Senior Is One of Youngest on Forbes 30-Under-30 List
Forbes Science & Health Lists Feature Four TJ Names
Senior Rohan Suri, inspired by his younger brother’s misdiagnosed concussion, set out to create an improved method of detecting concussions on the sidelines so that injured kids could receive the treatment they needed to return to school and sports. Concussions are a growing problem in youth sports, and accurate diagnosis is one of the biggest challenges faced by athletic trainers and others who care for young athletes.
Rohan, left, and his teammate, Samuel Damashek, TJ ’17, created the app for Major League Hacking’s 2016 season finale held in Mountain View, California, last August, where it won first place. The app was also chosen from over 90 competitors as a finalist at the October 2016 Pediatric Surgical Innovation Symposium organized by Children’s National Medical Center. Rohan was the youngest entrepreneur to pitch a device at the finals in the four-year history of the competition.
Rohan was also one of the youngest half dozen honorees out of the 600 named to Forbes Magazine’s 30-Under-30 list for 2017, published in January. Now in its sixth year, with 15,000 nominations for twenty categories, Forbes calls its collection of lists “the most definitive gathering of today’s leading young change-makers and innovators in the US.” Along with a number of entrepreneurs, the 30-under-30 in Healthcare list features surgical residents, postdoctoral fellows, and government officials.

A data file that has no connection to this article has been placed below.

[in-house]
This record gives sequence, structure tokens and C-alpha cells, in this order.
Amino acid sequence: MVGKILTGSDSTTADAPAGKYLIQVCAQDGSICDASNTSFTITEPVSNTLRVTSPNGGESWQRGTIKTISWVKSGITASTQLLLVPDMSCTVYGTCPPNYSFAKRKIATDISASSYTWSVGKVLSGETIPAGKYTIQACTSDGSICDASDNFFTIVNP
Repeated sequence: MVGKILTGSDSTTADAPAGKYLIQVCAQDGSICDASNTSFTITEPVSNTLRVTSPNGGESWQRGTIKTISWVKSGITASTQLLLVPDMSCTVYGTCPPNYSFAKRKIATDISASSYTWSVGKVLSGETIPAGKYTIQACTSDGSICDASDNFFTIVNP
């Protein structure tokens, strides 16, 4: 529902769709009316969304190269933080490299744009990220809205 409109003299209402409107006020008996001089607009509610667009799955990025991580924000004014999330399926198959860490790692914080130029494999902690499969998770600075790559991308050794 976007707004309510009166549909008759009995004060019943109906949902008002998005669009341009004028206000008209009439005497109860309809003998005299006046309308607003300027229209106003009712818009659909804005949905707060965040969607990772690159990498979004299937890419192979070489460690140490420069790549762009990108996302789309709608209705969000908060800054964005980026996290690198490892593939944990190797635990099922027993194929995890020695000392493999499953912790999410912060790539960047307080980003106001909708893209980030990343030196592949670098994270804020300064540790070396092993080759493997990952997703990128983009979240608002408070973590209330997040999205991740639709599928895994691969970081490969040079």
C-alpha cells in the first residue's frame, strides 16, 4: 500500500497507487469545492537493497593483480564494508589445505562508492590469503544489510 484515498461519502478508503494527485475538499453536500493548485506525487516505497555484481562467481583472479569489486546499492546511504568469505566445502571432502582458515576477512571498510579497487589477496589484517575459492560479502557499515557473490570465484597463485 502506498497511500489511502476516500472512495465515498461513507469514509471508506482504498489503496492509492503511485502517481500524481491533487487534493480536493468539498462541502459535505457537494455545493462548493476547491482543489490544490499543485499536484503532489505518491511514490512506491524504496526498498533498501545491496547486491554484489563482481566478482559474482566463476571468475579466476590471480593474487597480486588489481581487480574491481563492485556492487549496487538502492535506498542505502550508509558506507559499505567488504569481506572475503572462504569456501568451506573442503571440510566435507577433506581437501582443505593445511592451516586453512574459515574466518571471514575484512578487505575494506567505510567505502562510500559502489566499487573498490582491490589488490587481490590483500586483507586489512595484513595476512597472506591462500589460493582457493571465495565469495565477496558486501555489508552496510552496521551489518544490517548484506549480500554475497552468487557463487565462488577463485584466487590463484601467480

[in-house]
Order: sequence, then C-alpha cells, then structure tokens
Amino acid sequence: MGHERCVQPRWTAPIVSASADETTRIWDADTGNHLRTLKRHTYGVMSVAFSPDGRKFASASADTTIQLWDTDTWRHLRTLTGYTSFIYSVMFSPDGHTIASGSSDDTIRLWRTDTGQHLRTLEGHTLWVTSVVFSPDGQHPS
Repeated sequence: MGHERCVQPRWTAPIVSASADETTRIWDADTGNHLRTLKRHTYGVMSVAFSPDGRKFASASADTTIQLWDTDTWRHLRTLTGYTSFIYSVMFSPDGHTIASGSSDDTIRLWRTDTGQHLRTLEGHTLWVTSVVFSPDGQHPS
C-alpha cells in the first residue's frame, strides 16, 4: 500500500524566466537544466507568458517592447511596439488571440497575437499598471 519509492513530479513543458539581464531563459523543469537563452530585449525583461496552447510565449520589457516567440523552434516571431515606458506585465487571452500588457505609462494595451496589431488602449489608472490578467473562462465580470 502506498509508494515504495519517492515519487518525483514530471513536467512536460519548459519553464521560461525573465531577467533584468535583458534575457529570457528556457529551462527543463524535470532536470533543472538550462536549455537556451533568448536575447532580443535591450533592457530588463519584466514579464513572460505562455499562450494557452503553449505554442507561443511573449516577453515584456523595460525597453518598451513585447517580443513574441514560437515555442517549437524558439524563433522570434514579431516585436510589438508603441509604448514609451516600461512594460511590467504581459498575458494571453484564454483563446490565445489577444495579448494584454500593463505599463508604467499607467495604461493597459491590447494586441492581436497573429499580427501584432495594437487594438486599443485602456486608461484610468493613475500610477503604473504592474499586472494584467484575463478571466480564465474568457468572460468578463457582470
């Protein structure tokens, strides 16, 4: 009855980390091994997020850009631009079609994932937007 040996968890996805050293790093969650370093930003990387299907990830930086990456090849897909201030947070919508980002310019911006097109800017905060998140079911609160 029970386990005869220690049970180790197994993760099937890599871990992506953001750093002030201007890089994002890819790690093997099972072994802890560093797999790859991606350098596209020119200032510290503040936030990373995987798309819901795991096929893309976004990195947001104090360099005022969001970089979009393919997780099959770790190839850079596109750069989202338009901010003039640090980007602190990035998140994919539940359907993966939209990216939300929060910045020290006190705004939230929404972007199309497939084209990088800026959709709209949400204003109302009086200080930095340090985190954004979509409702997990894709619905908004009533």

Forbes 2017 30-under-30 in Science list is headlined by Alice Zhang, TJ ’06, and includes classmate Dr. Justin Solomon (see Reunion, this issue, and June 2016 issue). Appearing with Rohan on the 30-under-30 in Healthcare list is Riley Ennis, TJ ’11, another serial entrepreneur whose latest company, Freenome, screens for multiple types of cancer by examining changes in DNA over time (see also March 2013 issue).
Most recently, LearnServe International, a non-profit organization devoted to inspiring social entrepreneurship among middle and high school students (see also Aug 2016 issue), awarded Rohan its 2017 Entrepreneurship Award at its March 7th annual gala.
At seventeen, Rohan could already be considered a serial entrepreneur. He learned to code in 7th grade and has been solving problems with apps of his own creation since he was a TJ freshman. Rohan’s first app was designed to automatically send a text to his mother whenever the bus reached a certain point on its route alerting her that he was a certain number of minutes away from his stop. His second aimed to translate American sign language into spoken words.
In May of his sophomore year, Rohan and his research partner, Claire Scoggins, TJ ’16, received a third place award in the Systems Software category at the International Science & Engineering Fair (ISEF) for their contact tracing app. Contact tracing is used in epidemiology to identify the contacts of infected individuals and ultimately control the spread of infectious diseases. Their data showed that their app measured seven times more contacts, with much greater efficiency and at significantly less cost than existing methods. The two, working with Kevin Livingstone, TJ ’16, and Varun Iyengar, ’17, also won first place in the Cybertechnology & Security category of the Conrad Spirit of Innovation Challenge (see June 2015 Newsletter).
Additional details on Rohan’s award-winning concussion app will be available at a later date.